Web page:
Dirk Nowitzki, Dallas Maverick, made a few jokes about the incident and although another tweet was sent out clarifying the team’s actual position, the world knew the damage had been done.
Shanks did not have the intention of causing such an outrage, and mistakes do happen. But, this should serve as an important reminder of what is acceptable for social media and that once something is out there – it is out there for good, regardless of the existence of a delete button.
For more information regarding the tweet and various responses, visit this link:
In the last three to four years social media platforms have taken on a new role in businesses and sports. We are stating to see how the interaction with fans is increasing as teams and players become more available through likes and tweets. Just like any other business, sports teams want to maintain a good reputation and want to add value to the brand that they have devoted so much time an effort to.
So when it comes to tweeting or posting content on social media, whoever is in charge must know that he/she is representing the brand on that platform. It is a challenge to find the balance between entertaining/engaging material and staying mindful of how this material comes across to the audience.
NBA Houston Rockets had assigned Chad Shanks as their Twitter account manager, from whom they expected original engaging content. Shanks got carried away with tweeting when the game was almost over…
The Houston Rockets were moments from winning the game that would take them to the second round in the NBA Playoffs. Shanks claims that this tweet would have ignited the excitement in fans… Turns out it was a tweet of bad taste, some opinions say it even depicts violence.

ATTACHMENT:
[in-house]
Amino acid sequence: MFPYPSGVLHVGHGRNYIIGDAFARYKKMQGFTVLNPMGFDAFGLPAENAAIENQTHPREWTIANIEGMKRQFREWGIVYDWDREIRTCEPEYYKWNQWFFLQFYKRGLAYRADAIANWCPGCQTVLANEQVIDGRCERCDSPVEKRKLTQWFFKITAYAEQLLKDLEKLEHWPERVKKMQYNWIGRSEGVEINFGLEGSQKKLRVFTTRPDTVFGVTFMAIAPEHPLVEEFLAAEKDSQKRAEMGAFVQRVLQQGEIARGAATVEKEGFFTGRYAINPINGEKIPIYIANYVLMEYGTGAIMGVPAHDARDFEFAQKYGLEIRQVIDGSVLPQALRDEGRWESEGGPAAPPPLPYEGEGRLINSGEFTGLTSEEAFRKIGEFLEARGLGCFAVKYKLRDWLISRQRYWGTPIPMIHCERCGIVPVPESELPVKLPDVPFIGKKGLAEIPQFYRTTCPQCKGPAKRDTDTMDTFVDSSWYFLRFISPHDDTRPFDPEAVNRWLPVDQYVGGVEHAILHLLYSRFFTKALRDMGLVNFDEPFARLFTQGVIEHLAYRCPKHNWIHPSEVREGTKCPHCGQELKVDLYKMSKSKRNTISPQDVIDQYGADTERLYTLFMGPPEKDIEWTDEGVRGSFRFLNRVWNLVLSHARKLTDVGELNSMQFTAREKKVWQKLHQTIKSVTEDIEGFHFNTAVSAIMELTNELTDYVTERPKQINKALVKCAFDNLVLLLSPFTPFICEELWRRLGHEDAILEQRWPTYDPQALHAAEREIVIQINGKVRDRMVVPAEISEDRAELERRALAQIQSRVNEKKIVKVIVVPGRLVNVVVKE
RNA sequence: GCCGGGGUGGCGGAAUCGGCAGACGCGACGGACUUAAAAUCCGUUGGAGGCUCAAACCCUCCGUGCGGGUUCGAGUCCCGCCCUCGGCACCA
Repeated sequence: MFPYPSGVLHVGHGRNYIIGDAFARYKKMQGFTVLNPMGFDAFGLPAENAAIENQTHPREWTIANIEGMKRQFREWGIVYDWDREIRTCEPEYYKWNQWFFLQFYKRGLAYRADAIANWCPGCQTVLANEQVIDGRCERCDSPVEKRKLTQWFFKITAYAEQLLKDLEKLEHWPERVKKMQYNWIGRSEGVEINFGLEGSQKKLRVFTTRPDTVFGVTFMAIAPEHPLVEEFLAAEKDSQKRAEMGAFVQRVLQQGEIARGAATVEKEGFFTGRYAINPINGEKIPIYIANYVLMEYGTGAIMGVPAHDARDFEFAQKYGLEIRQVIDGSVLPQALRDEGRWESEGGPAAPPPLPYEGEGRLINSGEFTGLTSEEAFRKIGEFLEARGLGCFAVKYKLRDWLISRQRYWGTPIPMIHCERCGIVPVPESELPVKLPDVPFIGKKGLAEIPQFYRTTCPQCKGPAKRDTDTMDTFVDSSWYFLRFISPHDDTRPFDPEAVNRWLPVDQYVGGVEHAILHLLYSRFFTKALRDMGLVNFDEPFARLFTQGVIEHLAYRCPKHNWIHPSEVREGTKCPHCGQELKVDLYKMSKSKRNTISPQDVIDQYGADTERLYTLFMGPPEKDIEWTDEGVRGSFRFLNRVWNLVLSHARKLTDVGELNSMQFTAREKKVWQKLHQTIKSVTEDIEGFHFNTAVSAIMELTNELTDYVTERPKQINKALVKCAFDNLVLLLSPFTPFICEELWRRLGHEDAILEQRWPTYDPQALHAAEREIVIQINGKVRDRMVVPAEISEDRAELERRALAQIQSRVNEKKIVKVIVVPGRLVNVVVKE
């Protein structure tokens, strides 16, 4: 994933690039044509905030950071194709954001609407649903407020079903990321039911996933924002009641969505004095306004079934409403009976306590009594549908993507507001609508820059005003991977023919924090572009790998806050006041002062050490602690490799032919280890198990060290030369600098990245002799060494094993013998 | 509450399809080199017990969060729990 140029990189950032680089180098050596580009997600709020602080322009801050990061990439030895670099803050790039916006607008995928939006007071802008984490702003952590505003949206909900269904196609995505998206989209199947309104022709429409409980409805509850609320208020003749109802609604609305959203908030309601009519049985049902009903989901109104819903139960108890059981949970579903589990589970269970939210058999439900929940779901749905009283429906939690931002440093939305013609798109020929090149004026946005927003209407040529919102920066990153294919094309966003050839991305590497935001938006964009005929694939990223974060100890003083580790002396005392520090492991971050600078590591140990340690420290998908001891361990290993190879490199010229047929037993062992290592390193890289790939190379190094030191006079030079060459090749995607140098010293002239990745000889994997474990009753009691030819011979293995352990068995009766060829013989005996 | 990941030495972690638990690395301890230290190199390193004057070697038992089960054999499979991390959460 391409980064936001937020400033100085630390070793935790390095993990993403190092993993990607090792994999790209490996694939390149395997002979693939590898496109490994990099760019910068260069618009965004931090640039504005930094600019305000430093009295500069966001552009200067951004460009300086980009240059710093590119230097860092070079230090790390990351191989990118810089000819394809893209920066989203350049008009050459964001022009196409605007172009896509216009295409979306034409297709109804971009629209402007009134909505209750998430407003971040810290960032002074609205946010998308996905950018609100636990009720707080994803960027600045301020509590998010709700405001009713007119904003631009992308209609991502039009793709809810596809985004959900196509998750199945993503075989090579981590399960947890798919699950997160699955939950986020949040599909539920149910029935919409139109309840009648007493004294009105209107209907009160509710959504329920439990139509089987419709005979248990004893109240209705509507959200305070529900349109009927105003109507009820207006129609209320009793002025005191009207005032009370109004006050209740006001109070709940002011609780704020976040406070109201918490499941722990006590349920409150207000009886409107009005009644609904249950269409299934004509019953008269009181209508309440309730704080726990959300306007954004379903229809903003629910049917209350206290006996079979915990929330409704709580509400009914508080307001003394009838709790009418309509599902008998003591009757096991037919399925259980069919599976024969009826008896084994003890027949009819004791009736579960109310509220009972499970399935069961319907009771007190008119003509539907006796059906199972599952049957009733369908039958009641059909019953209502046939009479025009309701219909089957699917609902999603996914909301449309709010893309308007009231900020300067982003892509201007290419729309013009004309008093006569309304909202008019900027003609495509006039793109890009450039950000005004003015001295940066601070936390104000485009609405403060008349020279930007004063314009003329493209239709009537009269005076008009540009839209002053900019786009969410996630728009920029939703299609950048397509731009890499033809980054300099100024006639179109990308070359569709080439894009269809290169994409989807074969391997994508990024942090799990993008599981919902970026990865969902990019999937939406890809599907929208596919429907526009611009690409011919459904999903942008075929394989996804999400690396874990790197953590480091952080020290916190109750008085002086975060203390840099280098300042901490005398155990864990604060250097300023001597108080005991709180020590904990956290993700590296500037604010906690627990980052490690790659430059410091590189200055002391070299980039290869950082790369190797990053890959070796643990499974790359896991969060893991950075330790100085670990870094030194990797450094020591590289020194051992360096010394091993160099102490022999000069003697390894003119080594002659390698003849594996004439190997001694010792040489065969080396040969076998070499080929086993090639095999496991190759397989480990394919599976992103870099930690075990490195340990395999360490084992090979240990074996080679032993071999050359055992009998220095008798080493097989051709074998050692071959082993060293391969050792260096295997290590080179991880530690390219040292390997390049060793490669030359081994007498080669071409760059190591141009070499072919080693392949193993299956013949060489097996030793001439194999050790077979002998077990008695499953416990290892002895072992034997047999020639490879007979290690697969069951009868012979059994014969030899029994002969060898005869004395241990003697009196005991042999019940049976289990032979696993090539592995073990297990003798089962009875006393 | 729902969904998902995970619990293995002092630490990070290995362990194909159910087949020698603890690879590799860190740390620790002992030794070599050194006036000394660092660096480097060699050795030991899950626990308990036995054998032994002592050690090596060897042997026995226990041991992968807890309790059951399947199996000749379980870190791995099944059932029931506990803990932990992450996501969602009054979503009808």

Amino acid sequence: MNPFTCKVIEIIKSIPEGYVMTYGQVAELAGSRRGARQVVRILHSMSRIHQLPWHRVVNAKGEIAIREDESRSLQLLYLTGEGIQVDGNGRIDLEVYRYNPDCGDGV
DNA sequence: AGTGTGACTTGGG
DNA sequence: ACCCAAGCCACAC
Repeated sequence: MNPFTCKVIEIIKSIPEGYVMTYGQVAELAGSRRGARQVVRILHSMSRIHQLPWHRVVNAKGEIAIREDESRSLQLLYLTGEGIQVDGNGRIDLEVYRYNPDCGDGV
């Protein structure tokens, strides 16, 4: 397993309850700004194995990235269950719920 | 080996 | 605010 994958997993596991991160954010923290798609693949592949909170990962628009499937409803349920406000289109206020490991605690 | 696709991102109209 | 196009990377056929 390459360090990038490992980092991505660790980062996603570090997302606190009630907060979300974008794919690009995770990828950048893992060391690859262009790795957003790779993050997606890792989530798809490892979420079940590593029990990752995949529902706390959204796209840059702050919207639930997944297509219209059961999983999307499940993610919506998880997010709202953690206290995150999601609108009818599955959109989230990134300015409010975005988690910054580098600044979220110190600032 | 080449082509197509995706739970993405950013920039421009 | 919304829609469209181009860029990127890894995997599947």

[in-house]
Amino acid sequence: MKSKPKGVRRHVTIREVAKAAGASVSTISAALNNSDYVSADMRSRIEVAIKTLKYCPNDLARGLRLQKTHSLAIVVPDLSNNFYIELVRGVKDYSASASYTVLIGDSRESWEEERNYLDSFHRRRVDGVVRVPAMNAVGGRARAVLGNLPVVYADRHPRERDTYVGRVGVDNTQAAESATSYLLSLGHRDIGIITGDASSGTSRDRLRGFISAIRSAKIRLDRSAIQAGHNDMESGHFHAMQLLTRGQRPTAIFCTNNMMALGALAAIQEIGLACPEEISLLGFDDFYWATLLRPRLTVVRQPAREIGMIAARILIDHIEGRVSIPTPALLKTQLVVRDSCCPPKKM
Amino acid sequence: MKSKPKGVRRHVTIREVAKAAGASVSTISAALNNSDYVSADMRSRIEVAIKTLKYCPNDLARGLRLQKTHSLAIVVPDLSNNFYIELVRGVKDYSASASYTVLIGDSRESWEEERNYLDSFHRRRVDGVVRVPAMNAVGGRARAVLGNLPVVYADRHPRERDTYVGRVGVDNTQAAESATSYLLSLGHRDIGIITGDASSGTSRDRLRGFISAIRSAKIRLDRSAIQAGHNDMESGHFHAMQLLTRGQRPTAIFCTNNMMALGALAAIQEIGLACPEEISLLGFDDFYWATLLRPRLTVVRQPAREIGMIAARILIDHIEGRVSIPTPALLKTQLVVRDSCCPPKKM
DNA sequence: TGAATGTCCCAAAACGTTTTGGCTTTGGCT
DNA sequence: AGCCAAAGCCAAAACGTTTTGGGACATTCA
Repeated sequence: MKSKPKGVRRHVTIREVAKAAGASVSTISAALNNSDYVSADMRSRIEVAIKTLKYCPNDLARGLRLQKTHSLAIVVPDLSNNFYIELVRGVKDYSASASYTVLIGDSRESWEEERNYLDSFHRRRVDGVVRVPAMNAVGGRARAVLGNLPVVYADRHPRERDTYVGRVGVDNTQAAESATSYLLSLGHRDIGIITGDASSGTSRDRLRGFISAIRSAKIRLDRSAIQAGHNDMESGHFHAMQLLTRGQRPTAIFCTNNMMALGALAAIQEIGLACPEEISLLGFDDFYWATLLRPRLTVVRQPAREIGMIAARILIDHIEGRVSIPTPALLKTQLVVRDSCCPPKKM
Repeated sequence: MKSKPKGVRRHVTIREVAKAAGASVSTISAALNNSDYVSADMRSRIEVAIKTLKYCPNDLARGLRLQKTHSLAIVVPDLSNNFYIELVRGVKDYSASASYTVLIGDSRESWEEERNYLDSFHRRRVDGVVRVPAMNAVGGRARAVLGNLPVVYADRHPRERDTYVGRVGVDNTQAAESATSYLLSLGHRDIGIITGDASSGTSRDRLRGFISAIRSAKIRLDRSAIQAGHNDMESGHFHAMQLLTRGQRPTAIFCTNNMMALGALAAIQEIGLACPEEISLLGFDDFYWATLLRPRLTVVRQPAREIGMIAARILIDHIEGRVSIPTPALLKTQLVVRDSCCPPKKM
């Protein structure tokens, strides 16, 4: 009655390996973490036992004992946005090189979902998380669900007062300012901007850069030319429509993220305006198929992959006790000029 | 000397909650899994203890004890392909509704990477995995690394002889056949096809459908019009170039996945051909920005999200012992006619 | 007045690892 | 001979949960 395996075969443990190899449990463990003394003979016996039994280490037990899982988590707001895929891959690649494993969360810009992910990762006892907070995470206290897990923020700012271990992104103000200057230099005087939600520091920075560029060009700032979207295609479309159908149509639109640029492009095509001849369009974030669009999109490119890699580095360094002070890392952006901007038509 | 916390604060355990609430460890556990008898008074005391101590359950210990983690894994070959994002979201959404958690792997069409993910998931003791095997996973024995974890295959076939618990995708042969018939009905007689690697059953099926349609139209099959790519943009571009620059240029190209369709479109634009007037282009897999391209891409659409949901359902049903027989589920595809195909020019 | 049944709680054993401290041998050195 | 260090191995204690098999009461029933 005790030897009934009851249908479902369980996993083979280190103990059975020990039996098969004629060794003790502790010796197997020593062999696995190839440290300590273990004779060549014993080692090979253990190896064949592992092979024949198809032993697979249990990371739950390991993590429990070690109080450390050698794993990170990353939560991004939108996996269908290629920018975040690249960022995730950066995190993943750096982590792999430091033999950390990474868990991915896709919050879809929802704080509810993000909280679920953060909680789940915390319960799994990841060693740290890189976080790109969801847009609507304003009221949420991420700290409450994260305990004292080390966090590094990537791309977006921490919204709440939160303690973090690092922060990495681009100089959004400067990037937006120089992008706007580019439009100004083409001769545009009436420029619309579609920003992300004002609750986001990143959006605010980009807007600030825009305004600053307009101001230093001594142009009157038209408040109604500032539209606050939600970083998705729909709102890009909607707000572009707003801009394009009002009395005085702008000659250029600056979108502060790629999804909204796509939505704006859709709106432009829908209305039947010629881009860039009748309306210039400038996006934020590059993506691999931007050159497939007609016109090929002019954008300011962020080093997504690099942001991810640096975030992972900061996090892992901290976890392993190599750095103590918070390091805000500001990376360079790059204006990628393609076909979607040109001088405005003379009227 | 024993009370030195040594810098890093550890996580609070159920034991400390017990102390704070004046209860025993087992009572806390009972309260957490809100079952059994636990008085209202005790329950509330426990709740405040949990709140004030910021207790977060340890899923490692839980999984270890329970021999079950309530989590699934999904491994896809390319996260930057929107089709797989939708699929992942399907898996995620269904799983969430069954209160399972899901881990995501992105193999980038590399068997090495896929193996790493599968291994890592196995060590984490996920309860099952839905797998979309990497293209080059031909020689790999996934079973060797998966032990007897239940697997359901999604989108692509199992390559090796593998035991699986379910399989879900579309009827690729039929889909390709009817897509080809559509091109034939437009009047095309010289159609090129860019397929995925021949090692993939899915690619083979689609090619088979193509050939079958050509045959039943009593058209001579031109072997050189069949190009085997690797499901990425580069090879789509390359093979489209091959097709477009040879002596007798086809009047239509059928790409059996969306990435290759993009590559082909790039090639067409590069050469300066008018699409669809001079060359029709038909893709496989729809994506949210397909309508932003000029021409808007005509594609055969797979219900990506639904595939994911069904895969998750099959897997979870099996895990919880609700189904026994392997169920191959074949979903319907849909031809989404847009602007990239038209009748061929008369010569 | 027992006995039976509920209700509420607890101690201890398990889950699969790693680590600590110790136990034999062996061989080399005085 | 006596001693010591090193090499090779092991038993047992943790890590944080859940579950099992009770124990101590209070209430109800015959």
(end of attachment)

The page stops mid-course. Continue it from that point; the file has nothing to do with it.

And since social media platforms serve as a medium to keep conversations going, the Mavs took the high road with their response.
Shanks tweet could have been a funny one, a little snarky maybe. But he forgot that his job was also to represent the brand, he failed to stop and think about the audience’s reaction to this type of content. As a consequence he was fired from his job.
To other social managers out there, be mindful of what you post.
Nereyda Denisse Sanchez
In the last couple of days, I have been interested to see the impact of social media on the NFL Draft. It is one of the most exciting events of the NFL offseason, as fans can’t wait to see their favorite players from college get drafted to their favorite NFL teams. But as of late, the social media world has taken over, making the need to even watch the event on television less of a priority. Reports and analysts are tweeting the selections before they are even made official on television, and some people think the delay is hurting the business and the suspense of the NFL Draft. This interesting article takes a deeper dive into the issue:
I was not surprised at all at some of the outrage from fans. The reporters are supposed to do their job, and now they are getting backlash for it. The NFL Draft has become a huge event, with now millions of people tuning in to the 3 day event. Social media makes it easy for fans to get insight from their favorite analysts and talk with other fans about the selections. It is an amazing tool for teams to interact with their followers. But there always seems to be a drawback. Seemingly, the only solution to this current issue is to not be on twitter during the draft, so that the selections aren’t spoiled. But, with the impact of social media on so many lives, we’ll see how that holds up…